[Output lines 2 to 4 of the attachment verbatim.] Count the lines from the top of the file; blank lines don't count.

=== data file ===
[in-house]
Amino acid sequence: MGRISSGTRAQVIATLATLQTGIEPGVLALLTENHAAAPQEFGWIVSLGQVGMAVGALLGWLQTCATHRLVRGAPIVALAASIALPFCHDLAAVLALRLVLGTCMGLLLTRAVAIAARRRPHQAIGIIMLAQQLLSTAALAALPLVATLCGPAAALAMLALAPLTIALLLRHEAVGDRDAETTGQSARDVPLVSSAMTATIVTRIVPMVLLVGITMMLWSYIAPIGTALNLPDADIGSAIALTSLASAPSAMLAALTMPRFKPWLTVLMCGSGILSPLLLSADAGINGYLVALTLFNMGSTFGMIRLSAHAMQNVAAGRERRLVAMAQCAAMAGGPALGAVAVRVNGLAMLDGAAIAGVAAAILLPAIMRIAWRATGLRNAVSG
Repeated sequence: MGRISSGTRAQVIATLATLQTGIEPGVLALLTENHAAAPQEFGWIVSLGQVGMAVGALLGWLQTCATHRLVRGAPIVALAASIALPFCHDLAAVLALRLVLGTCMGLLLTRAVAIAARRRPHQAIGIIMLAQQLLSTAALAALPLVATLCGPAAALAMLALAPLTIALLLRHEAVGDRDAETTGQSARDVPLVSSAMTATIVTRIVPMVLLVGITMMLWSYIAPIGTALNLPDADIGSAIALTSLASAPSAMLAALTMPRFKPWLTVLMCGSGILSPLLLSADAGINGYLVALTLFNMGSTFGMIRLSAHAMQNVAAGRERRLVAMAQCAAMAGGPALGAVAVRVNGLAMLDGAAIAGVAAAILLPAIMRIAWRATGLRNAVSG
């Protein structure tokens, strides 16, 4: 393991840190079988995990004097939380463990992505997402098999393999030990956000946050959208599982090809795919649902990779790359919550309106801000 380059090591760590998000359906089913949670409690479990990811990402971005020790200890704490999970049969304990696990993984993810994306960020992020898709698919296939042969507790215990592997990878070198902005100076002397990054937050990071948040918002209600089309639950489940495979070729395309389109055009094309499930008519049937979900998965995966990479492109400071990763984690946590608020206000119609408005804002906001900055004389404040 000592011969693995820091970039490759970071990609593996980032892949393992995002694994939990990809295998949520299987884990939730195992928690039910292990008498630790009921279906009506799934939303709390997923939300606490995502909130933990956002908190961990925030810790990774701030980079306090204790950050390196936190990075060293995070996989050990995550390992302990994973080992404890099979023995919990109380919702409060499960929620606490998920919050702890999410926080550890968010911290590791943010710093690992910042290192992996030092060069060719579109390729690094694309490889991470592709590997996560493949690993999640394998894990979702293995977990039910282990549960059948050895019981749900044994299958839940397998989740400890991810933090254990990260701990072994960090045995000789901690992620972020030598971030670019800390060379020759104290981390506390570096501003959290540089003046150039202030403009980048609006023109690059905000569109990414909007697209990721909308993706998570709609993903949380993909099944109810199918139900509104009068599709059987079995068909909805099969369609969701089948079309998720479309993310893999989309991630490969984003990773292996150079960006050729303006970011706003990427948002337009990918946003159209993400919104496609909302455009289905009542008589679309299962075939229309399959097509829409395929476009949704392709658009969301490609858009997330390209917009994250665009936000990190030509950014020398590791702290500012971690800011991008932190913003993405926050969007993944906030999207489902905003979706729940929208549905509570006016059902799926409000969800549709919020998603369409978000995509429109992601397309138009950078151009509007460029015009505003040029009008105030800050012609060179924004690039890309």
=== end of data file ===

Amino acid sequence: MGRISSGTRAQVIATLATLQTGIEPGVLALLTENHAAAPQEFGWIVSLGQVGMAVGALLGWLQTCATHRLVRGAPIVALAASIALPFCHDLAAVLALRLVLGTCMGLLLTRAVAIAARRRPHQAIGIIMLAQQLLSTAALAALPLVATLCGPAAALAMLALAPLTIALLLRHEAVGDRDAETTGQSARDVPLVSSAMTATIVTRIVPMVLLVGITMMLWSYIAPIGTALNLPDADIGSAIALTSLASAPSAMLAALTMPRFKPWLTVLMCGSGILSPLLLSADAGINGYLVALTLFNMGSTFGMIRLSAHAMQNVAAGRERRLVAMAQCAAMAGGPALGAVAVRVNGLAMLDGAAIAGVAAAILLPAIMRIAWRATGLRNAVSG
Repeated sequence: MGRISSGTRAQVIATLATLQTGIEPGVLALLTENHAAAPQEFGWIVSLGQVGMAVGALLGWLQTCATHRLVRGAPIVALAASIALPFCHDLAAVLALRLVLGTCMGLLLTRAVAIAARRRPHQAIGIIMLAQQLLSTAALAALPLVATLCGPAAALAMLALAPLTIALLLRHEAVGDRDAETTGQSARDVPLVSSAMTATIVTRIVPMVLLVGITMMLWSYIAPIGTALNLPDADIGSAIALTSLASAPSAMLAALTMPRFKPWLTVLMCGSGILSPLLLSADAGINGYLVALTLFNMGSTFGMIRLSAHAMQNVAAGRERRLVAMAQCAAMAGGPALGAVAVRVNGLAMLDGAAIAGVAAAILLPAIMRIAWRATGLRNAVSG
């Protein structure tokens, strides 16, 4: 393991840190079988995990004097939380463990992505997402098999393999030990956000946050959208599982090809795919649902990779790359919550309106801000 380059090591760590998000359906089913949670409690479990990811990402971005020790200890704490999970049969304990696990993984993810994306960020992020898709698919296939042969507790215990592997990878070198902005100076002397990054937050990071948040918002209600089309639950489940495979070729395309389109055009094309499930008519049937979900998965995966990479492109400071990763984690946590608020206000119609408005804002906001900055004389404040 000592011969693995820091970039490759970071990609593996980032892949393992995002694994939990990809295998949520299987884990939730195992928690039910292990008498630790009921279906009506799934939303709390997923939300606490995502909130933990956002908190961990925030810790990774701030980079306090204790950050390196936190990075060293995070996989050990995550390992302990994973080992404890099979023995919990109380919702409060499960929620606490998920919050702890999410926080550890968010911290590791943010710093690992910042290192992996030092060069060719579109390729690094694309490889991470592709590997996560493949690993999640394998894990979702293995977990039910282990549960059948050895019981749900044994299958839940397998989740400890991810933090254990990260701990072994960090045995000789901690992620972020030598971030670019800390060379020759104290981390506390570096501003959290540089003046150039202030403009980048609006023109690059905000569109990414909007697209990721909308993706998570709609993903949380993909099944109810199918139900509104009068599709059987079995068909909805099969369609969701089948079309998720479309993310893999989309991630490969984003990773292996150079960006050729303006970011706003990427948002337009990918946003159209993400919104496609909302455009289905009542008589679309299962075939229309399959097509829409395929476009949704392709658009969301490609858009997330390209917009994250665009936000990190030509950014020398590791702290500012971690800011991008932190913003993405926050969007993944906030999207489902905003979706729940929208549905509570006016059902799926409000969800549709919020998603369409978000995509429109992601397309138009950078151009509007460029015009505003040029009008105030800050012609060179924004690039890309």